KENNY He didn’t know it was possible to just go home, and that there would be people there, and it would be okay.
In the absence of their parents, Edith and Kenny close ranks to try to protect each other. Dad’s completely checked out, and toward the end of the play, the siblings realize that he may, in his own way, be mourning his wife by distancing his children. The home is a strong symbol of family in the play, and in the last scene, we see Kenny, Edith, and Benji go in to a family dinner without Dad. Unlike their father, the young people manage their grief and broken family by forming a new community and redefining their home and family on their own terms.
Even though EDITH shows the kids dealing positively with their loss, Dad’s grief-stricken situation is one not uncommon among Asian-Americans, especially those who have emigrated to America. C1 board member Elisa gave us a heads up on poet Julie Feng’s thought piece on how Asian-American communities are affected by mental health illnesses such as depression and the attendant stigmas attached to admitting to suffering. Julie links to studies that highlight connections between mental health disorders and factors like immigration, acculturation, assimiliation, and inter-generational trauma.
One interesting connection between these factors and the play is the way Rey plays with the characters’ isolation — Edith and Kenny, though geographically isolated, retain a strong connection to Mother and to their house, land, and Benji; Dad’s isolation keeps growing as he runs from his mistakes and is self-imposed. Feng aligns with Kenny and Edith, advocating connection and communication as ways to combat the stigmatization of mental illness and grief. She says,”Parents, guardians, spouses, siblings, friends, teachers, doctors, and counselors need to be vigilant. They need to believe the people in their lives. This is a problem than can be fixed – as long as we actively decide to do better.” Throughout EDITH, we see the kids strive against all odds to stay together and stay bonded — from Kenny and Benji surreptitiously passing notes in class to Edith breaking out of school to reunite with her brother.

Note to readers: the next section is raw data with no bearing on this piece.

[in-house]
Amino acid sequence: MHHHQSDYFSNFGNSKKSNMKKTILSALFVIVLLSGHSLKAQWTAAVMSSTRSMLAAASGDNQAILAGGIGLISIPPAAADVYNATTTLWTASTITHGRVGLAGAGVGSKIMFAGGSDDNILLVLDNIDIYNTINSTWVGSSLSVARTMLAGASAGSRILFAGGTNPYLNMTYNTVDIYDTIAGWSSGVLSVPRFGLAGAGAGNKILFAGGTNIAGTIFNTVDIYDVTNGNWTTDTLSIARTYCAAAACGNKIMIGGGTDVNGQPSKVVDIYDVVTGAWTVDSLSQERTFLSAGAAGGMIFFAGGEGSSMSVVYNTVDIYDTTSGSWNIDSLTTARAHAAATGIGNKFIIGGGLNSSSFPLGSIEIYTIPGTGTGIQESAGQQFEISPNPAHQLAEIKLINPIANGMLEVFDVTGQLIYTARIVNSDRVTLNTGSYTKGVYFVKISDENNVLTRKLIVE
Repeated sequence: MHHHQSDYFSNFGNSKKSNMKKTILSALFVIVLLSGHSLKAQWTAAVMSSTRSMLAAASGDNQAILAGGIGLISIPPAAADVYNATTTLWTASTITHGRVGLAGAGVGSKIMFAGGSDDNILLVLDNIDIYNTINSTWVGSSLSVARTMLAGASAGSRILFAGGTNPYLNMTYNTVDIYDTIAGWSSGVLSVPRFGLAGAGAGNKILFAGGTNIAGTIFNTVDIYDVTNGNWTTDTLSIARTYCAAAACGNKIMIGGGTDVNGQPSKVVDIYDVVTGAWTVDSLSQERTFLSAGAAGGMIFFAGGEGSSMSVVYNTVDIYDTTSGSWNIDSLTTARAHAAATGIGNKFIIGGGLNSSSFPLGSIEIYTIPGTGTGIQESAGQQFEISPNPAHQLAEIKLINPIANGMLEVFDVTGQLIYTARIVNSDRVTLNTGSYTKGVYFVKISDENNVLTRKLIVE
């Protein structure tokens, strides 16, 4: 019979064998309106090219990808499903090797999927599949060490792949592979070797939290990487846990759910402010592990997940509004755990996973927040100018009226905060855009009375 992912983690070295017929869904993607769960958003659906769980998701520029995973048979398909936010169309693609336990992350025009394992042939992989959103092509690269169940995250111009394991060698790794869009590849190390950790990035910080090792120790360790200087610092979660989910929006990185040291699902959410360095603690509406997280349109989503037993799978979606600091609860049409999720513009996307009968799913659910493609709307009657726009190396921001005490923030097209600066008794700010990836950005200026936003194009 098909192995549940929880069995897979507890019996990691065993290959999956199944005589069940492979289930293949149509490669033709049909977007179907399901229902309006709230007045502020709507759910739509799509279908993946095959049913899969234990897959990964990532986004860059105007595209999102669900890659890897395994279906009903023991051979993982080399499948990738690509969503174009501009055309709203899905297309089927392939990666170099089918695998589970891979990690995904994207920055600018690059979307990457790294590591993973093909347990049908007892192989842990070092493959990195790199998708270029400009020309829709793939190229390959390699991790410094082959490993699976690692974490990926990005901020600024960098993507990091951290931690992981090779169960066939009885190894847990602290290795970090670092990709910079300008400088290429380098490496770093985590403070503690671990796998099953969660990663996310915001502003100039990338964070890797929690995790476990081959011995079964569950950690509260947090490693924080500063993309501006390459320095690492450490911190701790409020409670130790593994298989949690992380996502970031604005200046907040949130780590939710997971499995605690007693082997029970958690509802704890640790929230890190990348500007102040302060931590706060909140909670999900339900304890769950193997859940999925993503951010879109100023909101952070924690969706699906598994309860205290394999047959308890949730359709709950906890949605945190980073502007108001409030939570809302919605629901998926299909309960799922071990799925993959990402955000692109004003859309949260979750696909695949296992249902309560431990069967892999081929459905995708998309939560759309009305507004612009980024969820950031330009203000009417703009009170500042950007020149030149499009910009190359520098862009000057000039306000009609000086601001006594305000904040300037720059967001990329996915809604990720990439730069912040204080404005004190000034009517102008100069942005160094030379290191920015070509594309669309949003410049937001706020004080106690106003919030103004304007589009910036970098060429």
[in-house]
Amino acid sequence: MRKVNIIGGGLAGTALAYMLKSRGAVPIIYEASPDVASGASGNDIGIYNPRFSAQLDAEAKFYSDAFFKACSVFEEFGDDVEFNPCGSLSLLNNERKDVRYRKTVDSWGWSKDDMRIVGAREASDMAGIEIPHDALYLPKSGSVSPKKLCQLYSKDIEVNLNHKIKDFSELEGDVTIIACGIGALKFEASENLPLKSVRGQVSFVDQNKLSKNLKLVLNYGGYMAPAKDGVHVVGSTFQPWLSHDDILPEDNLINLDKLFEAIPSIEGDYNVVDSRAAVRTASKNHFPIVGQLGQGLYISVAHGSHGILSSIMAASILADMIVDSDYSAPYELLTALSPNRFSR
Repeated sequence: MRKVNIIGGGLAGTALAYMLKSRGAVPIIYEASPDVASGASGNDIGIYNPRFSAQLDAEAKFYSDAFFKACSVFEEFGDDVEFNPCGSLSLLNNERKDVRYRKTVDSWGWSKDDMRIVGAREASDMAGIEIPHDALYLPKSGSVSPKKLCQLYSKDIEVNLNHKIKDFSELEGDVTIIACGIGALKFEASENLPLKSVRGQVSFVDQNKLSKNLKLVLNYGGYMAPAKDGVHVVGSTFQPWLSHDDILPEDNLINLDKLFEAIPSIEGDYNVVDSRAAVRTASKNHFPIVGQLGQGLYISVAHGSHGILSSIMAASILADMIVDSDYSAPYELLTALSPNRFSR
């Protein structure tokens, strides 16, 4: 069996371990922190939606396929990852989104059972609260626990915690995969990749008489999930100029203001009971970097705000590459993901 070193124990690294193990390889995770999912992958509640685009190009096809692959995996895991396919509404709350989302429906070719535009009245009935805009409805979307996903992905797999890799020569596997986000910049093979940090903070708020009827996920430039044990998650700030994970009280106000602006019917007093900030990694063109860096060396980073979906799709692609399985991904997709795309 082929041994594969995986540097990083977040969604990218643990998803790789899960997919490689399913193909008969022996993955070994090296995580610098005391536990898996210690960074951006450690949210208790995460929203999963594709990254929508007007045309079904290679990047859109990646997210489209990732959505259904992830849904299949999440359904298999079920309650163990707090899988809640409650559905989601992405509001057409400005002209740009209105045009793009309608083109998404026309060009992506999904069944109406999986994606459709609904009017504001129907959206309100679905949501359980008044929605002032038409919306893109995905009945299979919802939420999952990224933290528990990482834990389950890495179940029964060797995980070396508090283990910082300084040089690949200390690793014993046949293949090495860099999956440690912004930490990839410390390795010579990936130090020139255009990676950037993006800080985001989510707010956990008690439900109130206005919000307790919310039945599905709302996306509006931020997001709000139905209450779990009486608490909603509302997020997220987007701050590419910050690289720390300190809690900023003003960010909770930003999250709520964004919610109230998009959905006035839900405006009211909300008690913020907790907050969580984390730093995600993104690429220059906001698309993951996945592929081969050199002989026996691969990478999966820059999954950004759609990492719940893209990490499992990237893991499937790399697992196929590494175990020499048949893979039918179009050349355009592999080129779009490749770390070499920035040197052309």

Comparing Edith and Kenny’s continuing connection to their Mother to their fractious relationship with Dad makes this quote by Dr. Lourdes V. Lapuz, a psychiatrist from the University of the Philippines, stand out. Writing about the importance of mothers in Filipino culture, Dr. Lapuz said:
A person grows up in the Filipino culture with one paramount assumption: that he belongs to someone. When he presents his self to others, it is with his family that he is identified. He belongs to the family as a whole as well as to it’s members. Between the parents, there is a further choice as to whom one belongs. Almost always, it is the mother. The loyalty, allegiance and the sense of obligation are stronger with her than with father. One must never cause her hurt or displeasure. The greater attachment to the mother is, of course, inevitable not only because of biological circumstances, but also because of the prolonged intense emotional nurturing of received from her. Here is where to belong gains the meaning of to be loved, cared for, and protected.
Though Dad ends the play unreconciled with his children, Kenny and Edith seem to understand more about themselves and what brought them to this point as the play ends. Kenny leaves open the possibility that Dad will join the family again: “He’ll come in, eventually.”